Trust is the foun­da­tion of every good collaboration

Funding for social issues

Various stake­hol­ders are active in the social field. What bene­fits does this bring? What can these stake­hol­ders learn from each other? And what should fund­ers have in common in order to ensure their colla­bo­ra­tion is a success?

Modern Switz­er­land has been shaped by the principle of subsi­dia­rity for 150 years. This ‘social contract’ was inclu­ded in the Federal Consti­tu­tion of 1848 as a principle that regu­la­tes the inter­ac­tion between the state, the market and civil society, incre­a­sing self-deter­mi­na­tion and indi­vi­dual respon­si­bi­lity. As a result, Switz­er­lan­d’s poli­ti­cal, social and socie­tal model is based on the volun­tary invol­ve­ment of its population.

In Switz­er­land, volun­tee­ring and civil society are not the oppo­site of the state: instead, they comple­ment it, acting as a correc­tive and a place for inno­va­tion. Although the state is prima­rily respon­si­ble for enfor­cing the legal basis, the inno­va­tive spark for new ideas often lies within civil society, which plays an active part in shaping social change. When acting as its civil society, our country’s inha­bi­tants take a public-spiri­ted, chari­ta­ble and inde­pendently orga­nised approach. They do not act as family members, employees or state employees. Instead, they act as citi­zens, as members of asso­cia­ti­ons or foundations.

The question as to which people in our society take on which tasks (with the excep­tion of certain core tasks fulfil­led by the state) does not have a fixed answer and is asked anew time and again. Often, civil society iden­ti­fies gaps in the system, takes the initia­tive and laun­ches an acti­vity that is often taken on by the state after a few years. For example, lunch was often provi­ded for child­ren by women’s asso­cia­ti­ons, but this is now some­thing that is ensh­ri­ned in law in the canton of Zurich, for example. Alter­na­tively, the public sector can dele­gate tasks to civil society by means of a perfor­mance mandate. Conver­sely, the market inter­venes prima­rily if it can earn money from some­thing, such as private kindergartens.

Under­stan­ding the counterpart’s culture

Often, inno­va­tion is driven by civil society. Its members can take risks, act compa­ra­tively swiftly and build a pilot project, evaluate it and scale it up. Grant-making foun­da­ti­ons are part of civil society. As part of their chari­ta­ble objec­ti­ves, they are able to support new initia­ti­ves unbu­reau­cra­ti­cally and enable projects that have not been tested multi­ple times or insti­tu­tio­na­li­sed. Howe­ver, the public sector always needs a legal basis for its actions and is publicly accoun­ta­ble. It can take fewer risks, which often makes its proces­ses slow and, from the perspec­tive of civil society, some­what slug­gish. Howe­ver, its mission, its leadership and its tasks differ greatly.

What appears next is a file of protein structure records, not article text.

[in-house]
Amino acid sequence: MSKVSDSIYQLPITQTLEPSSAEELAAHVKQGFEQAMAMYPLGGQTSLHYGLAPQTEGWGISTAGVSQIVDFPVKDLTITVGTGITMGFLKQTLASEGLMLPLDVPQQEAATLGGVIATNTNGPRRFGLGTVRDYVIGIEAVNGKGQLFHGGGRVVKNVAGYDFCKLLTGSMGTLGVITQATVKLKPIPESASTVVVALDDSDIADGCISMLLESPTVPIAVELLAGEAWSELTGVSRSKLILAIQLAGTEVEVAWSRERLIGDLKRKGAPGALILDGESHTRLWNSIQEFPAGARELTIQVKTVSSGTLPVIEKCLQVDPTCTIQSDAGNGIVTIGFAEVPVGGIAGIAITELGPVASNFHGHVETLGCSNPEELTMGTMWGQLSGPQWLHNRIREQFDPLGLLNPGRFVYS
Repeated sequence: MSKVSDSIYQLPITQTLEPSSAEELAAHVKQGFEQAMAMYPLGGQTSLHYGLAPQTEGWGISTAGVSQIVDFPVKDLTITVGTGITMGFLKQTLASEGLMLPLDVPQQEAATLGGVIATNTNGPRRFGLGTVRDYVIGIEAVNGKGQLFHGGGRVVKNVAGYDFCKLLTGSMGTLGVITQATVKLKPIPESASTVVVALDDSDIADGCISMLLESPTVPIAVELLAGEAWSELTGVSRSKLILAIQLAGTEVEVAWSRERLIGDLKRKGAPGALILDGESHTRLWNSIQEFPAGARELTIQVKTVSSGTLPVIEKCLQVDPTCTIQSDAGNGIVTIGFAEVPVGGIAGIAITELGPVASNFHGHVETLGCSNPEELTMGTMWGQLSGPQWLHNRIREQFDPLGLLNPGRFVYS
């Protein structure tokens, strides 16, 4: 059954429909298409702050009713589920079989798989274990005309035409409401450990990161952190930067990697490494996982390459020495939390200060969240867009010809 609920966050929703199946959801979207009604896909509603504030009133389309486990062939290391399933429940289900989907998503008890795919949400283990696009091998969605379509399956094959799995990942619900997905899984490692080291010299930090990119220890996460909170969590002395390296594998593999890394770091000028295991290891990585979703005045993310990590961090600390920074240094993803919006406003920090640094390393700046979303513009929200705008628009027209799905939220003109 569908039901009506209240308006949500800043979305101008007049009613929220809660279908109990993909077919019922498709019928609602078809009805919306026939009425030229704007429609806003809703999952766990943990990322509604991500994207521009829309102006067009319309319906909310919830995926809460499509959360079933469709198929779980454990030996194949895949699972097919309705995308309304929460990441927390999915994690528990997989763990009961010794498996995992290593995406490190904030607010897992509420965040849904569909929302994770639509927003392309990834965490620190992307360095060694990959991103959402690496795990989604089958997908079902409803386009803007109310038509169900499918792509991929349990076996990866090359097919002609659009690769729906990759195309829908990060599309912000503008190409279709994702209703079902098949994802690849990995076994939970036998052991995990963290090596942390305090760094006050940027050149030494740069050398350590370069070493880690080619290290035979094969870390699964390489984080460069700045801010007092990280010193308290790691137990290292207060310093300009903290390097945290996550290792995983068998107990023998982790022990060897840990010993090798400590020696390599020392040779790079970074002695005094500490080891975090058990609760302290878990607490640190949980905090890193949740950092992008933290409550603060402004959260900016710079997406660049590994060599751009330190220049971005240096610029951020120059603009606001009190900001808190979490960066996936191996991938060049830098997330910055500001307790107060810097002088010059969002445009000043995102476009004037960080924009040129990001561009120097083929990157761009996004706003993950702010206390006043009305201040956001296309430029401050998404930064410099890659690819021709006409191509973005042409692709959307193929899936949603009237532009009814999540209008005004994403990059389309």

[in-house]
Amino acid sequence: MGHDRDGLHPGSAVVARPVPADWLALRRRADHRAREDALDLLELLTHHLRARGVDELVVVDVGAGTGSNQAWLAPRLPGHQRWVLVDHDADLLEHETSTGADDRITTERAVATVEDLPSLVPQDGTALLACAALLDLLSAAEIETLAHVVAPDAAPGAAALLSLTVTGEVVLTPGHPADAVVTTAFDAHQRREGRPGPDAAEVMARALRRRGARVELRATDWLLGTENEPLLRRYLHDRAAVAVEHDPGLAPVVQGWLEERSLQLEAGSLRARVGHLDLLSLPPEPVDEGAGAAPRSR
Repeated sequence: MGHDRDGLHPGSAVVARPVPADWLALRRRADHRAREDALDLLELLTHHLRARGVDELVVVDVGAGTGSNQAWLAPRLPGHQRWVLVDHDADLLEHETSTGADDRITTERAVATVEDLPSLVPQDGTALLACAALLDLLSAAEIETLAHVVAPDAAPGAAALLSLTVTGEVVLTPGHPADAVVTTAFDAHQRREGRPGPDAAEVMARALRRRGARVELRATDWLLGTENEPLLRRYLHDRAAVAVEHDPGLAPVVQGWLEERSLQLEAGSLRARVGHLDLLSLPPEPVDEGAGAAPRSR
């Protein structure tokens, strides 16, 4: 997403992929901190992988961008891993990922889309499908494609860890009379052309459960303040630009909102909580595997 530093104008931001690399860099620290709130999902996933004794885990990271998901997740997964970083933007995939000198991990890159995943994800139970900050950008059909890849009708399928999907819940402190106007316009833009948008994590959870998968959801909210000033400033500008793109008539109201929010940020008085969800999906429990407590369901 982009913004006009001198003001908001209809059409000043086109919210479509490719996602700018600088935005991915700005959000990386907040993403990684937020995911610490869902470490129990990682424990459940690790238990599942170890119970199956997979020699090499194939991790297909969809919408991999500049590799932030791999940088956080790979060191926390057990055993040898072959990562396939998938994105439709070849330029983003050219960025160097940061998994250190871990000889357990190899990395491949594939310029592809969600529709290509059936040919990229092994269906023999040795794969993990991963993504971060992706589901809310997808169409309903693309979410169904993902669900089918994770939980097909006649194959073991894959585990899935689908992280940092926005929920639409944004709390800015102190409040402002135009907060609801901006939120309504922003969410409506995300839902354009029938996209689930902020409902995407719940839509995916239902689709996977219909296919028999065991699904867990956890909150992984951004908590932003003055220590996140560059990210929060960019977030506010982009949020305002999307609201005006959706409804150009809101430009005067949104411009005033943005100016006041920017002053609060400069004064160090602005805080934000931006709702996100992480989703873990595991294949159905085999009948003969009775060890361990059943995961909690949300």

Given the comple­xity of the chal­len­ges, the inter­ac­tion between various stake­hol­ders is not just important, but indis­pensable. This has a grea­ter chance of success if more know­ledge is avail­able about the counterpart’s culture. This is the basis of the oft-cited ‘equal footing’ in colla­bo­ra­ti­ons. No matter who works with whom – whether foun­da­ti­ons work with each other, with fund­ers, with the state or busi­nes­ses – know­ledge of the role of the coun­ter­part, a respect­ful under­stan­ding of their mission, legi­ti­ma­tion and skills enable the added value of the collaboration. 

Many funding orga­ni­sa­ti­ons active in the social sector seek out inno­va­tive projects that are at the start of their jour­ney. It is forgot­ten that social projects often have a longer dura­tion. That is why it is important to also promote conso­li­da­tion and trans­for­ma­tion processes.

New, shared perspectives

Grant-making foun­da­ti­ons and orga­niz­a­ti­ons should think toge­ther about what “funding in the social sector” actually means. On the one hand, by fading out the indi­vi­dual process and looking with fresh eyes at whether the orga­ni­sa­tion recei­ving the support actually requi­res it. Or by looking at what fund­ers can speci­fi­cally contri­bute to ensure the suppor­ted orga­ni­sa­tion can act effi­ci­ently and effec­tively, and fulfil its tasks. On the other hand, new joint funding models need to be discus­sed, such as joint finan­cing (grea­ter leverage) or follow-up finan­cing (where foun­da­ti­ons fund indi­vi­dual stages of a project).

For a colla­bo­ra­tion to be success­ful, a common goal, clearly defi­ned roles, relia­bi­lity, mind­ful inter­ac­tion, trans­pa­rent commu­ni­ca­tion, a focus on impact and, above all, a lot of trust are requi­red. Trust does not happen on its own; it has to be worked on and deve­lo­ped colla­bo­ra­tively time and again. It is an invest­ment in the colla­bo­ra­tion that pays off, to everyone’s bene­fit. Trust is the foun­da­tion of every good colla­bo­ra­tion, and if this succe­eds, it adds a great deal of value for ever­yone: control is good, but trust is better.

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